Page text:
Everyone has a fond food-related memory. There was that time when you helped mom out in the kitchen and she steadied your hand as you added spice by the teaspoon to a simmering pot of soup. During holiday baking season, you couldn’t wait to lick cookie dough off the beaters. You made name cards for the Thanksgiving table in anticipation of sitting next to a favorite aunt and catching up on the past year.
Food memories are things we hold onto, and all it takes is the scent of cinnamon rolls baking in the oven to rekindle warm thoughts and laughter shared in the kitchen or at the table. They touch all of our senses and last a lifetime. For people in memory care, confusion and recognition problems take a toll. But cooking and eating are an enduring part of every resident’s life, and it provides an opportunity for care communities to use food as a way to connect people, places and sensations.
Communities with memory-care residents can take advantage of Cooking Up a Memory, a program designed around food that can help stimulate memories and bring people together. Gordon Food Service Healthcare Segment Manager Dana Fillmore, RD, CP-FS, advises using this tool’s strategies to improve the quality of care for someone living with dementia or Alzheimer’s disease.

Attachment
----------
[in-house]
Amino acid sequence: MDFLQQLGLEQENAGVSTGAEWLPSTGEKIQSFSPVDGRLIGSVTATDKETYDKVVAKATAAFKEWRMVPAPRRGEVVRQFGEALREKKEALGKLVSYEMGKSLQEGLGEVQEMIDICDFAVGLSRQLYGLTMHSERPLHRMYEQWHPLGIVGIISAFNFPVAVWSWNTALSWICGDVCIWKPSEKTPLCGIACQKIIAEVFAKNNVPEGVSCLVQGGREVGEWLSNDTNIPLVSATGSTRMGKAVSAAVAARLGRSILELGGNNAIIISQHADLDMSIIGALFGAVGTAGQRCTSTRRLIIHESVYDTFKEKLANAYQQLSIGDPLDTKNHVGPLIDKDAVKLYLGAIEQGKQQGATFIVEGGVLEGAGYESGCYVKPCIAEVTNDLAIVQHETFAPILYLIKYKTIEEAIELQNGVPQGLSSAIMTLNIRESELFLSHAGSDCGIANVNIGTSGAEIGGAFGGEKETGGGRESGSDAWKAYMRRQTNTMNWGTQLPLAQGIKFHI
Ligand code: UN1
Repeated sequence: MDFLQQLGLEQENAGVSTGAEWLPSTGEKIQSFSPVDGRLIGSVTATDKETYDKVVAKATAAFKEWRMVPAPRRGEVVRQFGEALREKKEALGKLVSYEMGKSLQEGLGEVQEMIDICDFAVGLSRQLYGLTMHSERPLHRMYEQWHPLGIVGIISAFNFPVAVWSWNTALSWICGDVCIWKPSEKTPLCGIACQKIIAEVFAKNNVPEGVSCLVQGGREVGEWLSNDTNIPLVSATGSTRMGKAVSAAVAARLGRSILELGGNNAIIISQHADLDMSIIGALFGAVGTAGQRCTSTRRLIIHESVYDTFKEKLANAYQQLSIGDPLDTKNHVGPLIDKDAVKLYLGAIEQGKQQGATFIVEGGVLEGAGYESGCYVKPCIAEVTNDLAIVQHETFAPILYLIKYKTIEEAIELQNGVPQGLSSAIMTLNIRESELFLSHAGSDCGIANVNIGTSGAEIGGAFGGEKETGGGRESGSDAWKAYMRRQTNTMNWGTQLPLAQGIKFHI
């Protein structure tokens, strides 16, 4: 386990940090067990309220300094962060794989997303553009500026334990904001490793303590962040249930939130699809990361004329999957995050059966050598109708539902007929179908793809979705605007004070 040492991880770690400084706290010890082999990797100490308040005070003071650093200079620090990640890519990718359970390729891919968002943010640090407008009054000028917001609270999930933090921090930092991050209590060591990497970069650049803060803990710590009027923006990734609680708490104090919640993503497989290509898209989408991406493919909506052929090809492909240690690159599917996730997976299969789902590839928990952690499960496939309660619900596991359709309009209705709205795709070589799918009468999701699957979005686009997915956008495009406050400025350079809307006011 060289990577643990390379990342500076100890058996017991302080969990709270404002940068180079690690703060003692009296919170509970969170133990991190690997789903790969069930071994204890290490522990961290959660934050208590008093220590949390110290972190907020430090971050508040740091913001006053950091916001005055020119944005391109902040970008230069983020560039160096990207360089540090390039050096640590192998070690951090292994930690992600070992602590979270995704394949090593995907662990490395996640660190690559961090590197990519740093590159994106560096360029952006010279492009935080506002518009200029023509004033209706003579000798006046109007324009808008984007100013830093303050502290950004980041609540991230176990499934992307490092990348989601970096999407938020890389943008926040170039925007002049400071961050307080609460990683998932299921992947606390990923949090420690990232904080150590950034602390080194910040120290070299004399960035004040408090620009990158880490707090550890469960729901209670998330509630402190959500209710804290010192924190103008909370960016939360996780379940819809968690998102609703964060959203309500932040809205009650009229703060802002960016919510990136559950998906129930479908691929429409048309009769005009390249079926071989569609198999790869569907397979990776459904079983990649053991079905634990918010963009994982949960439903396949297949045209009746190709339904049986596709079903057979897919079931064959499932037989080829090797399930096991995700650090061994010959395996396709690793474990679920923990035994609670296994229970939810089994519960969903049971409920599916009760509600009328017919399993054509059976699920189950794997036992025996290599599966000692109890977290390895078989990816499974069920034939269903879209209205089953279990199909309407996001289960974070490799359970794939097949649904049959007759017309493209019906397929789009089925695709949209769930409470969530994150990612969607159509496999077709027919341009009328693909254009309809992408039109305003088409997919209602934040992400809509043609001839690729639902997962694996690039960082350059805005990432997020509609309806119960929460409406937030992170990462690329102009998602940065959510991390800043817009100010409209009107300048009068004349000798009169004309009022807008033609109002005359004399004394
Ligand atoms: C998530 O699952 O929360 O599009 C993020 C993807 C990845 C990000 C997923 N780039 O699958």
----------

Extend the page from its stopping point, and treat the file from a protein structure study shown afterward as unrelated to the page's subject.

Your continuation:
For those with early-stage or mild memory loss, it encourages the use of language, thought, navigation, organizational and other skills that build self-confidence. For those with more advanced memory-care needs, it provides the bond of togetherness and sharing.
Cooking Up a Memory offers residents and their loved ones an activity built around food and friendship. For the care community, there are many ways to make it available. Use it as a tailgate party associated with an event. Try it as a holiday or a birthday. Do it as an opportunity to prepare and serve seasonal foods. Revisit a resident’s favorite meal or a traditional family creation. All it takes is a little imagination and the right food.
The program can be adjusted for different levels of memory care. It can be done a group activity with residents (i.e., decorating cakes or cookies), or it can include residents and their families (i.e., a family lasagna dinner tradition). It also can be designed to work in communities with limited or no kitchen availability, Fillmore says. The goal is preparing or sharing a meal and spending time together, so adjust the program to fit a resident’s abilities or the community’s capacity. It can be as easy or as involved as you wish—use prepared ingredients that residents can assemble or supervise as recipes are created from scratch.
At Holland Home in Grand Rapids, Michigan, Recreation Therapist Brenda Gentry says connecting with residents through food is a big part of her program.
“There are physical benefits for residents who stir pots of soup or mix dough, and there are social benefits from sharing and participating,” Gentry says.
Gentry recalls a resident named Catherine who recalled with fondness the days when she made a treat called church-window fudge cookies, a chewy chocolate cookie topped with colorful marshmallows to resemble stained-glass windows. During the holiday season, Gentry and the Holland Home staff worked with Catherine to recreate the cookies, which she then made to share with the staff.